As there was a magic about the Fourth of July, there was magic about those summers during the 1930s and then, of course during the war years that followed the Depression.
Looking back, those of us in our 80s had a very tough childhood. We did without during the Depression, and then, when the war started, butter, sugar, chocolate, rubber tires and gasoline were rationed. It wasn’t until the American troops defeated the Nazis and the Imperial Japanese that the world settled down, that the men came home and somehow we all realized what a great country we were. We had saved the world.
The cost had been terrible, but the Depression was over, the war was over, and then, little by little, today’s society took the Fourth of July away from us. There are no firecrackers, no Roman candles, no sky rockets. There are public displays, people have cookouts, and I wonder if half the children who celebrate the Fourth have any idea what this most wonderful day is all about … that 13 little colonies defeated the greatest power on Earth and established an experiment that created the greatest country in the history of the world — America.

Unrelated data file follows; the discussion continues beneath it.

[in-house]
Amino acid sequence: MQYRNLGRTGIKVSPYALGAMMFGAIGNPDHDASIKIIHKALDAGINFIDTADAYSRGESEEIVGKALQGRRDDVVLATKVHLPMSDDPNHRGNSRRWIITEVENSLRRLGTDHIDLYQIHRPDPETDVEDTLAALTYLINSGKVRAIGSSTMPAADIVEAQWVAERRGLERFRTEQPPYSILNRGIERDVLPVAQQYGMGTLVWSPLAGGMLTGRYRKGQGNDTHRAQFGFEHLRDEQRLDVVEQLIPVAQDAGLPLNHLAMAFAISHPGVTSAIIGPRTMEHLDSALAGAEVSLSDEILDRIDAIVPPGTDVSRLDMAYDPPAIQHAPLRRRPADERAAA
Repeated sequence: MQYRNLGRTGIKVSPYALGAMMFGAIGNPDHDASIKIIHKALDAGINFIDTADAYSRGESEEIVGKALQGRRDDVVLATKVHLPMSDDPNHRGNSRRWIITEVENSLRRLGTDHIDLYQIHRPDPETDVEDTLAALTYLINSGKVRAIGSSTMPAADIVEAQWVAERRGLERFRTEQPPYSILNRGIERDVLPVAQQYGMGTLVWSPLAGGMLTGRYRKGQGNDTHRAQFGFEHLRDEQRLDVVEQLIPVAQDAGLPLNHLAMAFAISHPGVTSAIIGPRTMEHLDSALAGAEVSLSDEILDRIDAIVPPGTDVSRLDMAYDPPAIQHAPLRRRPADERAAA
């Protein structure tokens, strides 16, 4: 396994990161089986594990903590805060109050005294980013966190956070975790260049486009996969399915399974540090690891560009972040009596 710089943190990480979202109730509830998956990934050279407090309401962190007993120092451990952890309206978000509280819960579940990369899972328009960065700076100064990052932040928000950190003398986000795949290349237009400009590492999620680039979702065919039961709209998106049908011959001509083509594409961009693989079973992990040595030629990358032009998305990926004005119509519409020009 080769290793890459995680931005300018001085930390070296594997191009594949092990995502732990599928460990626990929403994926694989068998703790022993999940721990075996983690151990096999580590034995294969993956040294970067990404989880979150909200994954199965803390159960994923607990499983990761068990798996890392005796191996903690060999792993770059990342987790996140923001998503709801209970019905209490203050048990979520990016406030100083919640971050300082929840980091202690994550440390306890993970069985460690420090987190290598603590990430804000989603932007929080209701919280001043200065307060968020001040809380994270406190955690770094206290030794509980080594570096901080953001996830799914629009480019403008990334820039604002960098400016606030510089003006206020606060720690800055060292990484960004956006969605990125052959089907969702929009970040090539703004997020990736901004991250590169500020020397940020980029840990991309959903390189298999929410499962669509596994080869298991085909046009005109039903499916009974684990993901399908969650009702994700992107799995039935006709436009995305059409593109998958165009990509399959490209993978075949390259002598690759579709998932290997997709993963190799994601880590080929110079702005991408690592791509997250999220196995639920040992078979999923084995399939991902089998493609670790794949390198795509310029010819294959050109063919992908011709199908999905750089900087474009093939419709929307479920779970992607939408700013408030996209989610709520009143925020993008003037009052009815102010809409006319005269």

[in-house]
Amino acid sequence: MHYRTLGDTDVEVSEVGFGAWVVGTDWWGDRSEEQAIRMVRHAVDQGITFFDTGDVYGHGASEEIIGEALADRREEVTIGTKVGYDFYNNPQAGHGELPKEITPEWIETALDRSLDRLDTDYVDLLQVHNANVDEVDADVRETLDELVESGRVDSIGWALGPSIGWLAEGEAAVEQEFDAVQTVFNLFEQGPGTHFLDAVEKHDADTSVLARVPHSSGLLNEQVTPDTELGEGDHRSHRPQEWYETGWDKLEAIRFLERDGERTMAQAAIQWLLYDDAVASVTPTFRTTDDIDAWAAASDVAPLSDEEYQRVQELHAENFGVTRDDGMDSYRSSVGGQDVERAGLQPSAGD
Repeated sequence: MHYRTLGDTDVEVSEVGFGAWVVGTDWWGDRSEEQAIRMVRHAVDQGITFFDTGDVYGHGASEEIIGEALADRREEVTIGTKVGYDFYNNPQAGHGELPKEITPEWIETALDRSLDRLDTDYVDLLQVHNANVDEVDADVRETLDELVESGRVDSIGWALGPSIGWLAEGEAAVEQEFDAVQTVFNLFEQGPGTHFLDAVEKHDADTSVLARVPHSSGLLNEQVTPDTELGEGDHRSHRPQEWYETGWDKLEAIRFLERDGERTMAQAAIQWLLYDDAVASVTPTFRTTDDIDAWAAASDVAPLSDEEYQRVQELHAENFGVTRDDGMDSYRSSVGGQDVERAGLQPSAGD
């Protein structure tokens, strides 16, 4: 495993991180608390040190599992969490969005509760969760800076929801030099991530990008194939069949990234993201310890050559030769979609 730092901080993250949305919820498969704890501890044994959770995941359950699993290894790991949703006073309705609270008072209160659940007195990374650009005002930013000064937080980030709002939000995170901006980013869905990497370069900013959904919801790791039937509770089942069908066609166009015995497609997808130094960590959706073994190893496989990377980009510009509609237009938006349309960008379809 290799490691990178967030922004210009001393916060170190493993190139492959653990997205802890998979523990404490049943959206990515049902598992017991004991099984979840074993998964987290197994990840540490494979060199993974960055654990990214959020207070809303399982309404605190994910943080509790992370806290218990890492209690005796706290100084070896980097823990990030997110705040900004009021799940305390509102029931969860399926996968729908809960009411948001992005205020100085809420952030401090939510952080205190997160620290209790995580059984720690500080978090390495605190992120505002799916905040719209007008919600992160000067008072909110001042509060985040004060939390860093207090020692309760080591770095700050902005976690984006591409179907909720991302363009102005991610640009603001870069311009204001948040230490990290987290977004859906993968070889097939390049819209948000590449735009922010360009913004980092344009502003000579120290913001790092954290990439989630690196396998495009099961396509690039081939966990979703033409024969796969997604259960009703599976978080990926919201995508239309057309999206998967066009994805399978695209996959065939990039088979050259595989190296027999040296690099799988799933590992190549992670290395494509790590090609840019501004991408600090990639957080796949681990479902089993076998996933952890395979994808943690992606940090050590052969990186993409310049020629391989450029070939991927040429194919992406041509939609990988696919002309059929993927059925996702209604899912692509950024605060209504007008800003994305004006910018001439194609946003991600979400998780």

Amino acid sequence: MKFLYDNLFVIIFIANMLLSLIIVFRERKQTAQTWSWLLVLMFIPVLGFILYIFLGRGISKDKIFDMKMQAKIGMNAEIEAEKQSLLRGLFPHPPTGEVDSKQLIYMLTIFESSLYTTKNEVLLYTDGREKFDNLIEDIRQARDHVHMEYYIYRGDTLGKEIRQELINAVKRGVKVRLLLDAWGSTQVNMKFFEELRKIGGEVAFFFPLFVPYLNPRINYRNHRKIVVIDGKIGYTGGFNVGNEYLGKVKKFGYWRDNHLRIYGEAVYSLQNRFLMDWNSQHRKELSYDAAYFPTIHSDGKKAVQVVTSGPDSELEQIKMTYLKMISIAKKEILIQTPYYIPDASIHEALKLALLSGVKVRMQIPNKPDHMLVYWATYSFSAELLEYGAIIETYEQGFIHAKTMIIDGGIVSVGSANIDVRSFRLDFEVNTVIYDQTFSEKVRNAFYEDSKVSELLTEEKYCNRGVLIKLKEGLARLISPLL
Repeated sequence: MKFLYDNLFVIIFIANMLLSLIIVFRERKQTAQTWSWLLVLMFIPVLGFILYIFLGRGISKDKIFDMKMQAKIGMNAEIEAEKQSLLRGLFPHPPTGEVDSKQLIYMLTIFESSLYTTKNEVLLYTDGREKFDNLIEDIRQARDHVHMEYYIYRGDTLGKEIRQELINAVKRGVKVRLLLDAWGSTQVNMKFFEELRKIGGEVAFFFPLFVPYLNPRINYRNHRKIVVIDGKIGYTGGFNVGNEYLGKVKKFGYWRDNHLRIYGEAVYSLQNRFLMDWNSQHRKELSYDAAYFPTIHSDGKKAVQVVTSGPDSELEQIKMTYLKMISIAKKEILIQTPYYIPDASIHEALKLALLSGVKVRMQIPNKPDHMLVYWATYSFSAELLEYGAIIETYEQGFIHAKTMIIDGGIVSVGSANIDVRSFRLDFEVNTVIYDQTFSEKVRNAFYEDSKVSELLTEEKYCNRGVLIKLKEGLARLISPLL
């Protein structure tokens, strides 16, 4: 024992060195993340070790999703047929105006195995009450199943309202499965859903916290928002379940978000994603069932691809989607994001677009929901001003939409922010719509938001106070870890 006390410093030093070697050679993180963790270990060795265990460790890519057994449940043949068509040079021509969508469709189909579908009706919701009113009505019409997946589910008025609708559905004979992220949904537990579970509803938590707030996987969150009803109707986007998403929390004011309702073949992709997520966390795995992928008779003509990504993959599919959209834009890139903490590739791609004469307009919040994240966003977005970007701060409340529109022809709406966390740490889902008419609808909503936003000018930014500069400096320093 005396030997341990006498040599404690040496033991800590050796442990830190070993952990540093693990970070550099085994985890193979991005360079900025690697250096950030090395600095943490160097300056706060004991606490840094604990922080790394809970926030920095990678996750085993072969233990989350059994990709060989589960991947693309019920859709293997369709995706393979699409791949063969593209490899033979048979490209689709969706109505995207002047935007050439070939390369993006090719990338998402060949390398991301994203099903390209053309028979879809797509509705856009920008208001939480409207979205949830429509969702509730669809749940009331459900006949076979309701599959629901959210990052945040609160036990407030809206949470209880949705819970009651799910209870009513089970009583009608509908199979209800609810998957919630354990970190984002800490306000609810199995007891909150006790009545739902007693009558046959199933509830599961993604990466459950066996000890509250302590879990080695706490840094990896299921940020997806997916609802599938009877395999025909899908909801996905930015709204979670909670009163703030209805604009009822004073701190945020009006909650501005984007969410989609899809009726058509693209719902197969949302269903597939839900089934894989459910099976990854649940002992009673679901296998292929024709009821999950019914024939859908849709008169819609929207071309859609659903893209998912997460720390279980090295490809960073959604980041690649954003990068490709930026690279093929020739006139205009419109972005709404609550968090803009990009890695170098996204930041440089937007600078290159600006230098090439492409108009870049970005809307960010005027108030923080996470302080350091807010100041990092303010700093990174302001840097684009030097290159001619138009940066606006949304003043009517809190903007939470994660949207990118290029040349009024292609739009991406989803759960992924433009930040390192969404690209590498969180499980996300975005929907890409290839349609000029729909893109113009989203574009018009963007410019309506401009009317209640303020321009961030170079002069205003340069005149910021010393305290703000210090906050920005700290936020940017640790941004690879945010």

This is the Fourth of July weekend. Let us pray for our country, and salute her majesty and goodness. Old-timers wish we could get up early on the Fourth and go out and shoot firecrackers to celebrate America.
Bill Stanley’s prize-winning, latest book, “The 9-Mile Square,” is available at Lawrence & Memorial and Backus Hospital gift shops, Magazines & More, all branches of the Dime Savings Bank, Chelsea Groton, Eastern Federal, People’s Bank, Johnson’s Flowers and Gift Shop in Norwich, Wonderland Books in Putnam, or credit card by calling 1-800-950-0331